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Real Madrid 1-1 Tottenham: Mauricio Pochettino makes his point
Last Updated: 18/10/17 11:20am
Tottenham's point at Real Madrid shows how far Mauricio Pochettino's team have come, writes Adam Bate.
Real Madrid are more than merely defending champions. This is the only team to have won the competition in back-to-back seasons in the Champions League era. A team that is still the bookmakers' favourite to become the first for over 40 years to win the European Cup three times in succession. The Bernabeu is not a place to go with a patched-up side.
Lloris stars as Spurs hold Madrid
Hugo Lloris' stunning saves helped Tottenham claim a 1-1 Champions League draw at Real Madrid, for whom Keylor Navas also impressed.
While Tottenham had to count on one extraordinary save from Hugo Lloris, Mauricio Pochettino's men did just that and still came away with a 1-1 draw. Madrid are now unbeaten in 30 Champions League group games but it took a glorious move coupled with a Serge Aurier error to extend that run thanks to Cristiano Ronaldo's penalty equaliser. Spurs still made their point.
The travelling supporters roared with delight when the draw was sealed but while Madrid did have more possession and more shots, Spurs had chances to win it too. Harry Kane was brilliantly denied by Keylor Navas when he telegraphed his finish into the far corner and the goalkeeper pulled off another fine stop to deny Christian Eriksen at his near post soon after.
Kane may have been denied his big moment but he had played his part in the opener, his run causing Raphael Varane to turn the ball into his own net, and his miss was not the story of the night. This was a triumph for Tottenham and the striker's sentiments afterwards summed it up. "It shows how far we have come as a team," he said. "It shows we can handle it at this level." Tottenham have had their troubles at Wembley but they can cope with the big stage now.
Much credit, of course, must go to Pochettino, the man tasked with coming up with a plan to stop Zinedine Zidane's side running riot. His solution was to try something new - starting Fernando Llorente up front alongside Kane for the first time in a 5-3-2 formation that saw Jan Vertonghen deployed at left wing-back and young Harry Winks line up in the heart of the midfield.
Llorente justified his inclusion, not only occupying the defenders to allow Kane to roam free, but creating both of the aforementioned openings for his team as well as going close to winning a first-half penalty too. But the tall striker was far from the only fringe player to impress with even the much-maligned Moussa Sissoko belatedly enhancing his reputation with the fans.
Winks was the pick of the midfield though, completing more passes than any Spurs player. "Ninety minutes for that young man in a stadium like that," Jamie Redknapp told Sky Sports, "he has played 50 games today. The experience of playing against Cristiano Ronaldo and having to have eyes in the back of your head in that midfield area. What a brilliant day for him."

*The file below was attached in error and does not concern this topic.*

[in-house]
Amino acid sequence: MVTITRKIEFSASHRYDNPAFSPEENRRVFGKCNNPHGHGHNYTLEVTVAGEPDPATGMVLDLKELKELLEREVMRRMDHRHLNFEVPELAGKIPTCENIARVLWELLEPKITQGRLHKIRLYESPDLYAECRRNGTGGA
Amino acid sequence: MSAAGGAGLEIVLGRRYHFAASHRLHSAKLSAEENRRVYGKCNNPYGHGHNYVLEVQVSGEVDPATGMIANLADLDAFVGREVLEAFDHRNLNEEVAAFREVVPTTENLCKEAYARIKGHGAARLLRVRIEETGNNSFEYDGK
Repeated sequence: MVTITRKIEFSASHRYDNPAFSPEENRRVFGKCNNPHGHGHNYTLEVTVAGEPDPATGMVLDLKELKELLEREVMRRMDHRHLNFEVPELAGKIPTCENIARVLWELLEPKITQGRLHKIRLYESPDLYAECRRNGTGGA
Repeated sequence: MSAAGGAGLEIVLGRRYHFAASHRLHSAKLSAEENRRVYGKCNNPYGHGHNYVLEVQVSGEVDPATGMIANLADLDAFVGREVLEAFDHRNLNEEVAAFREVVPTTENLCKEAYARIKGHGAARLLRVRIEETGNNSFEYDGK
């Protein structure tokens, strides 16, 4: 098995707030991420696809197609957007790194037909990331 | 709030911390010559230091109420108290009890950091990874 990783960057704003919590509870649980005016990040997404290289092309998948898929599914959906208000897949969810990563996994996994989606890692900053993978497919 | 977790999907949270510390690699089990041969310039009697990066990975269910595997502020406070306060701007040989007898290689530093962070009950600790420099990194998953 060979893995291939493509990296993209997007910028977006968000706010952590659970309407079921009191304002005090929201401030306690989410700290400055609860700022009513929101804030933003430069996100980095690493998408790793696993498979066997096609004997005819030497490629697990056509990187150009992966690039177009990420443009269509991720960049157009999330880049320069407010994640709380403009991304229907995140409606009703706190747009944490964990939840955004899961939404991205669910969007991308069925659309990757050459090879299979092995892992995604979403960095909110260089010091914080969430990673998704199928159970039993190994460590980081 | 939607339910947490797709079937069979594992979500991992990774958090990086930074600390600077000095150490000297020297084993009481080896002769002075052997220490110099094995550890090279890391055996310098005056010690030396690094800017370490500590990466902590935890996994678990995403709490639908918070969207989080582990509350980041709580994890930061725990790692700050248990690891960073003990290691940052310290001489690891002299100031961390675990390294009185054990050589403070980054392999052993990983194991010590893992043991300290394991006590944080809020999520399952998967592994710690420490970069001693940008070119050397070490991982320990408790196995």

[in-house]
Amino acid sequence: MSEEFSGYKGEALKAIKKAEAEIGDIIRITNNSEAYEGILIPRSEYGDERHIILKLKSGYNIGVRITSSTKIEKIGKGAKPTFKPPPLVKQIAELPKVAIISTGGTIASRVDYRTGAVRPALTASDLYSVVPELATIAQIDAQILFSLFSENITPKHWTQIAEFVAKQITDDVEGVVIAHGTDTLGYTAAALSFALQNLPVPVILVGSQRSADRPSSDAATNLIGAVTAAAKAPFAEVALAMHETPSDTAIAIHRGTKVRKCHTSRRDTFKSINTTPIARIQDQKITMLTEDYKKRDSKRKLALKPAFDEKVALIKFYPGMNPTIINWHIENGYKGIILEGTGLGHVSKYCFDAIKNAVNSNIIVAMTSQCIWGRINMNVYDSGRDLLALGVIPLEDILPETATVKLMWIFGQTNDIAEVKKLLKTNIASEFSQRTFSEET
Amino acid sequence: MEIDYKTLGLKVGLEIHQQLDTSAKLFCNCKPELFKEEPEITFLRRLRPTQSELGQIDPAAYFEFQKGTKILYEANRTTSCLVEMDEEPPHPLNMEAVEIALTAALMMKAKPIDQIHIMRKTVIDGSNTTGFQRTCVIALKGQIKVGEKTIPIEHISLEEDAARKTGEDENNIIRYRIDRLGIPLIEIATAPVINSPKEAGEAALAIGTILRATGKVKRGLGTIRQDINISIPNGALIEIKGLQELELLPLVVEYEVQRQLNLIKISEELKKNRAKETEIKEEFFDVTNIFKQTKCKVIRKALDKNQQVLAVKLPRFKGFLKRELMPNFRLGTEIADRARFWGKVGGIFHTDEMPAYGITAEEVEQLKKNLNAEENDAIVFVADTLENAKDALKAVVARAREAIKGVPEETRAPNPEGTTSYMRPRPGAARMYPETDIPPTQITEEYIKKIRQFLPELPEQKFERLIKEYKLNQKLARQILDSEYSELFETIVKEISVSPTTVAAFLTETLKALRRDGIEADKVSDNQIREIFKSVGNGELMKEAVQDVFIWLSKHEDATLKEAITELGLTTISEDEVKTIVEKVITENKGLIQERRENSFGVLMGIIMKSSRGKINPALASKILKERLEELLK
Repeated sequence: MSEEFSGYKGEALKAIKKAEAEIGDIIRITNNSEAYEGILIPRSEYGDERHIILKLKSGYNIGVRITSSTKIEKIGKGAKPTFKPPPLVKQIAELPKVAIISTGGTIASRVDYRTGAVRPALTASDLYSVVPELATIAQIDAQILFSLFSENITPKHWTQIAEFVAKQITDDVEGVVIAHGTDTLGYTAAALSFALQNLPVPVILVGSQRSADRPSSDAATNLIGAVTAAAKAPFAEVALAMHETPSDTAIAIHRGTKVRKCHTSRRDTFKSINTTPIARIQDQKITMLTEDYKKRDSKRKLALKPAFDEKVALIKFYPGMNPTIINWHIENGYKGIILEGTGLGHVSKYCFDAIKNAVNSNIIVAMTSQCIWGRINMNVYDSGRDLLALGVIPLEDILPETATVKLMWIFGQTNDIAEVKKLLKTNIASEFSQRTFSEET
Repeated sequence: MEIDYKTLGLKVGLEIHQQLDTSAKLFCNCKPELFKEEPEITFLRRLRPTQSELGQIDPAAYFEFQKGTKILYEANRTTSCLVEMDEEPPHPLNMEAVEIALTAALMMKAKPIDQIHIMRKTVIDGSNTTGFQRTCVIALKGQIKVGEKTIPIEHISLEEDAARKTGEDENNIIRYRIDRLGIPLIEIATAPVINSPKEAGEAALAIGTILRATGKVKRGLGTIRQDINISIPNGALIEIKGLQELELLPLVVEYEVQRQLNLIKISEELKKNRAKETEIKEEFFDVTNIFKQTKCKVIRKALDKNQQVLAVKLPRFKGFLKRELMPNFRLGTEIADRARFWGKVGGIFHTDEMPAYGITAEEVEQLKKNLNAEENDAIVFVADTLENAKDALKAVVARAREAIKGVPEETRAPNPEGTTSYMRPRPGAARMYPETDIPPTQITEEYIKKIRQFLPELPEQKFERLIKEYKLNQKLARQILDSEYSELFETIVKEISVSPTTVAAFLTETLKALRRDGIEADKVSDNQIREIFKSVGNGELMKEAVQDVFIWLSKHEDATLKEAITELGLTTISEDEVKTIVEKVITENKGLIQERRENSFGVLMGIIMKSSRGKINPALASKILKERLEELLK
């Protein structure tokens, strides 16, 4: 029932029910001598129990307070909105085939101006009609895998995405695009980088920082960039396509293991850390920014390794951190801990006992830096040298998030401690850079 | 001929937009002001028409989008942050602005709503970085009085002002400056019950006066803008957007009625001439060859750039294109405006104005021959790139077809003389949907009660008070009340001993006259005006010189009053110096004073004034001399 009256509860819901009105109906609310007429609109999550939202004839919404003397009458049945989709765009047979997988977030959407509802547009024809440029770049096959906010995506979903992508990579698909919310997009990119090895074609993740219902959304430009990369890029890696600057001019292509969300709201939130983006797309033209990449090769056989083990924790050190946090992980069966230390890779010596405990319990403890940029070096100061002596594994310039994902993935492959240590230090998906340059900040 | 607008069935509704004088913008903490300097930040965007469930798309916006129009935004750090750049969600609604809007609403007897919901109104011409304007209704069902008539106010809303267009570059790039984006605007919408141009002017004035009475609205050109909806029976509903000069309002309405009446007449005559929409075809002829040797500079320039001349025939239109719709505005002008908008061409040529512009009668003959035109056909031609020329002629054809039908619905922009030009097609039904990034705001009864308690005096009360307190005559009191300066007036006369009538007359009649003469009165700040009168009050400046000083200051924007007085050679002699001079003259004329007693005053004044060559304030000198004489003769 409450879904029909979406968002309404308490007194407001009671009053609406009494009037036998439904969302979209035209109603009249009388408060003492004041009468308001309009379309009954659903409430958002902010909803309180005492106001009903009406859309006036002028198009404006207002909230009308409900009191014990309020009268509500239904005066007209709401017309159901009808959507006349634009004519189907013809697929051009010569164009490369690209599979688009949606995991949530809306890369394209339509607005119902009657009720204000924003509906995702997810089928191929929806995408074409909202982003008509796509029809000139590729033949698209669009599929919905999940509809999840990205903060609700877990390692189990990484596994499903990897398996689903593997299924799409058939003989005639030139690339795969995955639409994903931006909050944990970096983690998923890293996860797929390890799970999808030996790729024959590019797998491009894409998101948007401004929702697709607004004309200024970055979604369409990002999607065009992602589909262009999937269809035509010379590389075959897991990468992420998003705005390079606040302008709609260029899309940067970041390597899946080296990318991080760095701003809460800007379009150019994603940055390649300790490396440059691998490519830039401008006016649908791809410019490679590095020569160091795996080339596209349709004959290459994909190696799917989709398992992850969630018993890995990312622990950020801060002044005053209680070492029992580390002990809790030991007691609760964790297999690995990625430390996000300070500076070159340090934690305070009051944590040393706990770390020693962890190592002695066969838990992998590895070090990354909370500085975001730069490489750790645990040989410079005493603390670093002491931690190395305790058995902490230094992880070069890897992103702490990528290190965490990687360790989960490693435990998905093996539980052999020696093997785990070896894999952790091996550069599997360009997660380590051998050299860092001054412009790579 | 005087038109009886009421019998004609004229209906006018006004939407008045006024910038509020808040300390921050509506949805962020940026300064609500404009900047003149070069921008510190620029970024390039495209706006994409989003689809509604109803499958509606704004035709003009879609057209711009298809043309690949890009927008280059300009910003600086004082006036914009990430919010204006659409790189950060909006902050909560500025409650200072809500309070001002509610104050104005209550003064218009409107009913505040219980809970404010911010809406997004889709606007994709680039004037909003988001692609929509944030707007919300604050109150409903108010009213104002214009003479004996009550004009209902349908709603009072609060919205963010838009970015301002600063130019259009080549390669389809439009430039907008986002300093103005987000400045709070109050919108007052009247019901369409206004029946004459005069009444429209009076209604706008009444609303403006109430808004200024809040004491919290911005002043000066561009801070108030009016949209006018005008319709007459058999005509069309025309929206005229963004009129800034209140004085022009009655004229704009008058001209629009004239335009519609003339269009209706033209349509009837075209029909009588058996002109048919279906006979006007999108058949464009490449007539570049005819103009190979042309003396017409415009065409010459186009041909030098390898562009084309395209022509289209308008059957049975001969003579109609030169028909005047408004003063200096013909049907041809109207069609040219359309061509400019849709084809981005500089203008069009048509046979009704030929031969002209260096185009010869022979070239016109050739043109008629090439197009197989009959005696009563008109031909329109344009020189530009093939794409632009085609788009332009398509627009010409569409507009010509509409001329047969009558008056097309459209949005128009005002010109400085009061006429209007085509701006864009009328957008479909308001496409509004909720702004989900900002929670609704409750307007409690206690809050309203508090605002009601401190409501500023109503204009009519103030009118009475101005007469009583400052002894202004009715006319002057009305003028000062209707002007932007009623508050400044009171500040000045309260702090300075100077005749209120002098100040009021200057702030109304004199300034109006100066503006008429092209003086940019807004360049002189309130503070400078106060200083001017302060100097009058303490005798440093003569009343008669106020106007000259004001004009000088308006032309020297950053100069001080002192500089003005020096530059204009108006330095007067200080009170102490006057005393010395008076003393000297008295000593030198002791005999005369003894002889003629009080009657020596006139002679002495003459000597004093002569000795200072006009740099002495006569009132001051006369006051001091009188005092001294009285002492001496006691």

It was a brilliant day for Tottenham too, one that will have allayed some of the long-standing fears that they struggle to maintain their standards when key players are missing. Redknapp added: "The thing that really sticks out for me is that at the start of the year we were all talking about whether their deficiency would be that their squad isn't big enough.
"Now they have gone to the Bernabeu without Mousa Dembele, who I think is so important to them, Danny Rose was on the bench, Victor Wanyama didn't play, Dele Alli was suspended. They have gone there and more than held their own, so that shows you that the depth of the squad is not as bad as everyone thinks."
Pochettino has achieved it by making Spurs more solid and the switch to three at the back has helped. Prior to this draw, they had won five out of five away from home this season and that steel is going to be very important in this Champions League campaign. They can go into the return leg against Real Madrid in a fortnight full of confidence.
Borussia Dortmund's failure to defeat APOEL in Nicosia means that even if Madrid do get the better of Spurs at Wembley, Pochettino and his players are on course for the last 16 anyway. But then, that is the natural habitat for them now. The logical next step for this group of players, this manager and this club. Pochettino knows it.
"Last season we could not compete at this level," he said afterwards. "This type of performance must help us to believe more, and to trust in ourselves." He also stressed that Spurs are "still a work in progress" but the gap between them and the finished article is not so big. "We are still a very young team," he added. But Tottenham are coming of age now.
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